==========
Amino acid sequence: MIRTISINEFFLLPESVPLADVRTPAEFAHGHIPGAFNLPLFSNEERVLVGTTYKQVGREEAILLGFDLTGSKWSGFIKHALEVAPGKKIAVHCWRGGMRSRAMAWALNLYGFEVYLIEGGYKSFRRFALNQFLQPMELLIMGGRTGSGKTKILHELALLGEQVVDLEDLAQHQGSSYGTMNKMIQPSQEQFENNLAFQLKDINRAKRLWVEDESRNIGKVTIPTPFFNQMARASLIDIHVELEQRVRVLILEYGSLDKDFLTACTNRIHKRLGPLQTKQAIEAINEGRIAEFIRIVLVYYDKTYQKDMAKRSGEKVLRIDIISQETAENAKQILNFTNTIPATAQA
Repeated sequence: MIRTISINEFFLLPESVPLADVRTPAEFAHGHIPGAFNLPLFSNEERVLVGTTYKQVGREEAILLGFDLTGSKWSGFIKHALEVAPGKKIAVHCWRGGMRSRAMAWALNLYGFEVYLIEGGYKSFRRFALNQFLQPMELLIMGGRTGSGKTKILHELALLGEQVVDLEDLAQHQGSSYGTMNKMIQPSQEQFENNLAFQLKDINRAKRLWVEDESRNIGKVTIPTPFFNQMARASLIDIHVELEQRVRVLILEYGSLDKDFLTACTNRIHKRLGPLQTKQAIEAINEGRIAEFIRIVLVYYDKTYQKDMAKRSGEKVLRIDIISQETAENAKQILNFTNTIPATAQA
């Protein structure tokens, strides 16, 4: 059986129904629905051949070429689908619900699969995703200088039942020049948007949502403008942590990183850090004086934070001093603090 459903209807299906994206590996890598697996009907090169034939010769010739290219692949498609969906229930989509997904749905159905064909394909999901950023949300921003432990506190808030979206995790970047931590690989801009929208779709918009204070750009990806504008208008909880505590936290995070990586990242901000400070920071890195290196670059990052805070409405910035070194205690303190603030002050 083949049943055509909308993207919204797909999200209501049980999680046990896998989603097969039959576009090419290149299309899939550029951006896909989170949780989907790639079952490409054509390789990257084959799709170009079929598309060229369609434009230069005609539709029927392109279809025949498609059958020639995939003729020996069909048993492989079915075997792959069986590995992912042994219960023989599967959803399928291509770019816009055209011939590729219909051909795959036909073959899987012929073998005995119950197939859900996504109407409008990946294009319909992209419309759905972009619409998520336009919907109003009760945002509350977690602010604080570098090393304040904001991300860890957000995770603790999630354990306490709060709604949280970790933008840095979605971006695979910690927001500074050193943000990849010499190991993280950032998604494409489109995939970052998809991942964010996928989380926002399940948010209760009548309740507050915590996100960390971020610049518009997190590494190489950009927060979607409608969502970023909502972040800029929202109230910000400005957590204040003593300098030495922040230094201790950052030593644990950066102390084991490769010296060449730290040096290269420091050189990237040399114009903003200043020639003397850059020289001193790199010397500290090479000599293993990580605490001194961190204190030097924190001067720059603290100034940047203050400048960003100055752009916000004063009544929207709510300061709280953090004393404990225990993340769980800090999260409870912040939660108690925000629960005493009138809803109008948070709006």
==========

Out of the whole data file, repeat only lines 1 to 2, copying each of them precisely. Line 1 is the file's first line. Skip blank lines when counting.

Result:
Amino acid sequence: MIRTISINEFFLLPESVPLADVRTPAEFAHGHIPGAFNLPLFSNEERVLVGTTYKQVGREEAILLGFDLTGSKWSGFIKHALEVAPGKKIAVHCWRGGMRSRAMAWALNLYGFEVYLIEGGYKSFRRFALNQFLQPMELLIMGGRTGSGKTKILHELALLGEQVVDLEDLAQHQGSSYGTMNKMIQPSQEQFENNLAFQLKDINRAKRLWVEDESRNIGKVTIPTPFFNQMARASLIDIHVELEQRVRVLILEYGSLDKDFLTACTNRIHKRLGPLQTKQAIEAINEGRIAEFIRIVLVYYDKTYQKDMAKRSGEKVLRIDIISQETAENAKQILNFTNTIPATAQA
Repeated sequence: MIRTISINEFFLLPESVPLADVRTPAEFAHGHIPGAFNLPLFSNEERVLVGTTYKQVGREEAILLGFDLTGSKWSGFIKHALEVAPGKKIAVHCWRGGMRSRAMAWALNLYGFEVYLIEGGYKSFRRFALNQFLQPMELLIMGGRTGSGKTKILHELALLGEQVVDLEDLAQHQGSSYGTMNKMIQPSQEQFENNLAFQLKDINRAKRLWVEDESRNIGKVTIPTPFFNQMARASLIDIHVELEQRVRVLILEYGSLDKDFLTACTNRIHKRLGPLQTKQAIEAINEGRIAEFIRIVLVYYDKTYQKDMAKRSGEKVLRIDIISQETAENAKQILNFTNTIPATAQA